Pan American Bank & Trust had the privilege of assisting the YWCA Metropolitan Chicago, a long standing organization in Chicago for over 140 years, which provides significant positive impact and outreach for local women in need. The YWCA Metropolitan Chicago held their 2nd Annual Business Savvy Saturday, titled “Taking Care of Business” event, on January 19th, 2019 at National Louis University’s Lisle Campus.
The purpose of the event was to offer support to early childcare educators, providers, centers and family childcare homes. Participants had the opportunity to gain valuable new information and inspiration to help maximize talent and resources from top training and business experts. To support the YWCA’s commitment to provide business support to their Spanish speaking early childcare professionals, Pan American Bank & Trust presented two breakout sessions in Spanish:
  1. Planning for Retirement - presented by PAB&T Director Maricela Guzman
  2. Account Management: The benefits of having a business account vs. a personal account - presented by Universal Banker Dalysha Medina & PAB&T Director Maricela Guzman
PAB&T EVP of Human Resources, Mary Ceas was also stationed at a table to answer general banking questions between sessions.
The YWCA Metropolitan Chicago is the first social service organization ever established in Chicago solely focused on women. It was originated by a group of 13 women in 1876 as a proactive measure to fulfill the needs of the increasing number of single women arriving in Chicago searching for employment. The purpose of the organization was to support these women in every way possible, especially regarding their health, employment and housing. The YWCA even went so far as to became advocates in social legislation that applied to women and child labor laws to support women’s efforts and treatment in the work force. Classes were also offered by the YWCA so women could learn various trades to become employable.
The YWCA mission has evolved into the following statement of inspiration: The YWCA is dedicated to eliminating racism, empowering women and promoting peace, justice, freedom and dignity for all.
The programs offered today have expanded greatly to include:
  • Child Care Provider Training & Assistance
  • Resources & Community Outreach
  • Nutrition Education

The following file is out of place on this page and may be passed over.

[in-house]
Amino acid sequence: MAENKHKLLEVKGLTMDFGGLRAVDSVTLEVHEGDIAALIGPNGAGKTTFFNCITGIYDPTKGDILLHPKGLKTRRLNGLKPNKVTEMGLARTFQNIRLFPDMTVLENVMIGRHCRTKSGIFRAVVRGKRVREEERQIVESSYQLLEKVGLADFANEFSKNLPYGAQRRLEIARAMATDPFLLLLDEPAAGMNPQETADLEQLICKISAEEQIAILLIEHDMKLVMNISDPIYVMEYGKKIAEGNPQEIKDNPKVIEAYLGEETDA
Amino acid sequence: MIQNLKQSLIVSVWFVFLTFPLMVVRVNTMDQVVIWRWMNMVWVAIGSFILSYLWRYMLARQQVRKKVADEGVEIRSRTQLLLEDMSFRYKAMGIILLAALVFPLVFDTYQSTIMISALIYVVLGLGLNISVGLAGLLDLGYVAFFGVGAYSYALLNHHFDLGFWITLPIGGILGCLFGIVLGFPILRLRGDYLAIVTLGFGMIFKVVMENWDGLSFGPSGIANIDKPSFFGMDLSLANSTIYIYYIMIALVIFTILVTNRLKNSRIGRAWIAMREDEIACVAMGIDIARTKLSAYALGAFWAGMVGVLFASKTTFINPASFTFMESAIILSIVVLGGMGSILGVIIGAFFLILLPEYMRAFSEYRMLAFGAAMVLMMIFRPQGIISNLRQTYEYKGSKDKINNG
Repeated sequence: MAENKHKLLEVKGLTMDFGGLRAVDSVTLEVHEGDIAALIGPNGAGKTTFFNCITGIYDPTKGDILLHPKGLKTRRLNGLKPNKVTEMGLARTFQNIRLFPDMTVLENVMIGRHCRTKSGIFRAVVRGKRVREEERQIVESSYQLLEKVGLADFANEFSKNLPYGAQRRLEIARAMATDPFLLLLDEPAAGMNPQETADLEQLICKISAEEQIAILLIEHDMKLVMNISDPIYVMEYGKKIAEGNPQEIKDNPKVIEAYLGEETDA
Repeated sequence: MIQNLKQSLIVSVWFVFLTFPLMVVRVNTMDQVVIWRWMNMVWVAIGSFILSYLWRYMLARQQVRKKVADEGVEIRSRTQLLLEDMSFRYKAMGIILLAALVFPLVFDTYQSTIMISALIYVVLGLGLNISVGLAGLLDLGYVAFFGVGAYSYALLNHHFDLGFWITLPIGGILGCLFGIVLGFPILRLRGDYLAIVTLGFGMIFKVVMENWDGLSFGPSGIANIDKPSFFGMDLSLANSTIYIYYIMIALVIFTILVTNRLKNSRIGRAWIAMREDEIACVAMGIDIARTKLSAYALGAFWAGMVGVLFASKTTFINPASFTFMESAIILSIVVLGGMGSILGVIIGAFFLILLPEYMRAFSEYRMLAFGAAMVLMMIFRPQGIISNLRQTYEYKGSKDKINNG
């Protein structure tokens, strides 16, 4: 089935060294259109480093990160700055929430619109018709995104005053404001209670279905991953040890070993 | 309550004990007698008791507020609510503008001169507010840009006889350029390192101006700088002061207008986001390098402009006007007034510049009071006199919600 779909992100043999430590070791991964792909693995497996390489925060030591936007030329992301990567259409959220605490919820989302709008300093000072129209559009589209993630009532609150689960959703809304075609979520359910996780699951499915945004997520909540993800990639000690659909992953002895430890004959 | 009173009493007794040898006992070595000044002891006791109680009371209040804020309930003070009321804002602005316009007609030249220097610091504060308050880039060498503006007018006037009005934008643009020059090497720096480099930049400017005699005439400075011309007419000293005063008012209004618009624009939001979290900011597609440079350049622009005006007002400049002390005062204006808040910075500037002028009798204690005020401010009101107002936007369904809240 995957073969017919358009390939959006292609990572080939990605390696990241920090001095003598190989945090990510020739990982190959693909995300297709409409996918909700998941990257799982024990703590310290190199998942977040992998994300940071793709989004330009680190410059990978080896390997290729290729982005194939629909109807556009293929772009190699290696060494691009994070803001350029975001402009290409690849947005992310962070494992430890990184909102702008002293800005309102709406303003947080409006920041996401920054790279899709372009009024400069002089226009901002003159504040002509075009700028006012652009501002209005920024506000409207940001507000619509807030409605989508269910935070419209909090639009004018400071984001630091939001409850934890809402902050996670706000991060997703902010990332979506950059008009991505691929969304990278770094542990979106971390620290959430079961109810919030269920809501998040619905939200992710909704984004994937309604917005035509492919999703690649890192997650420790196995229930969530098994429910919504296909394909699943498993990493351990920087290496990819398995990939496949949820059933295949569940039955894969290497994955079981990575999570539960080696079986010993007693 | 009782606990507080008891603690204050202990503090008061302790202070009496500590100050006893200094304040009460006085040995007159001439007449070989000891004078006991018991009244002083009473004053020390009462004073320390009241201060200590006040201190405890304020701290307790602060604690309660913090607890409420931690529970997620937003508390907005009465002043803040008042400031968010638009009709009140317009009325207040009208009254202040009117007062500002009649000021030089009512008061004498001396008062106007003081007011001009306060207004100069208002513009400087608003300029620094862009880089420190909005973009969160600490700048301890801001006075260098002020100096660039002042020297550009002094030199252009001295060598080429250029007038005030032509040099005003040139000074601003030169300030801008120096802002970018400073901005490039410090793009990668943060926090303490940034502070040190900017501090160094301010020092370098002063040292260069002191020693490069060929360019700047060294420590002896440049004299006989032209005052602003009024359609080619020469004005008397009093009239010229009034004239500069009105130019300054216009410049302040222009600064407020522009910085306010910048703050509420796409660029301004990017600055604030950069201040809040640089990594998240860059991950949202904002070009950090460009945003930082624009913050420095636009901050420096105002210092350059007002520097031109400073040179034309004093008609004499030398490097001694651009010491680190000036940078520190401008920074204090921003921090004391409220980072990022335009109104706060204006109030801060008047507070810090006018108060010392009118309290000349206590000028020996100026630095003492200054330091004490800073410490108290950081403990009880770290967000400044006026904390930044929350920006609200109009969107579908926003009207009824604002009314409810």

• Business & Entrepreneurship Services
  • Career Services
  • Financial Management Services
  • Technology Access & Training
  • Young Parents Program
  • Medical and Legal Advocacy
  • Professional Training
  • Rape Crisis Hotline
  • Sexual Assault Education
  • Training and Sexual Violence Counseling
  • Women’s Health Exchange
The YWCA has grown to employ more than 120 employees who service 9 locations throughout the Chicagoland area and are trained to help more than 200,000 women, children and families every year through the use of the effective programs offered. As the website states: “... while our services are broad and varied, they are linked by a common thread, our dedication to promoting racial justice and personal empowerment across everything we do.”
YWCA Metropolitan Chicago has locations throughout Chicago and the surrounding suburbs. Each center offers programs tailored to address the special needs of the specific community they service. The 9 current locations of the YWCA in Chicagoland are:
YWCA Loop Center
1 North LaSalle Street, Suite 1150
Chicago, Illinois 60602
820 W. Jackson Blvd., Ste. 550
Chicago, IL 60607
YWCA Cynthia B. Lafuente Center
2754 W. Fullerton Ave.
Chicago, IL 60647
YWCA Julian Grace Innovation and Technology Institute
3517 W Arthington
Chicago, IL 60624
YWCA Laura Parks and Mildred Francis Center
6600 S. Cottage Grove Ave.
Chicago, IL 60637
YWCA Englewood Satellite
641 W. 63rd, Lower Level #34-35
Chicago, Illinois 60621
YWCA Patterson and McDaniel Family Center
2055 West Army Trail Road, Suite 140
Addison, IL 60101
Project HELP DuPage
1815 W. Diehl Road, Suite 900
Naperville, IL 60563
YWCA South Suburban Center
320 West 202nd Street
Chicago Heights, Illinois 60411
Visit to learn more about the YWCA.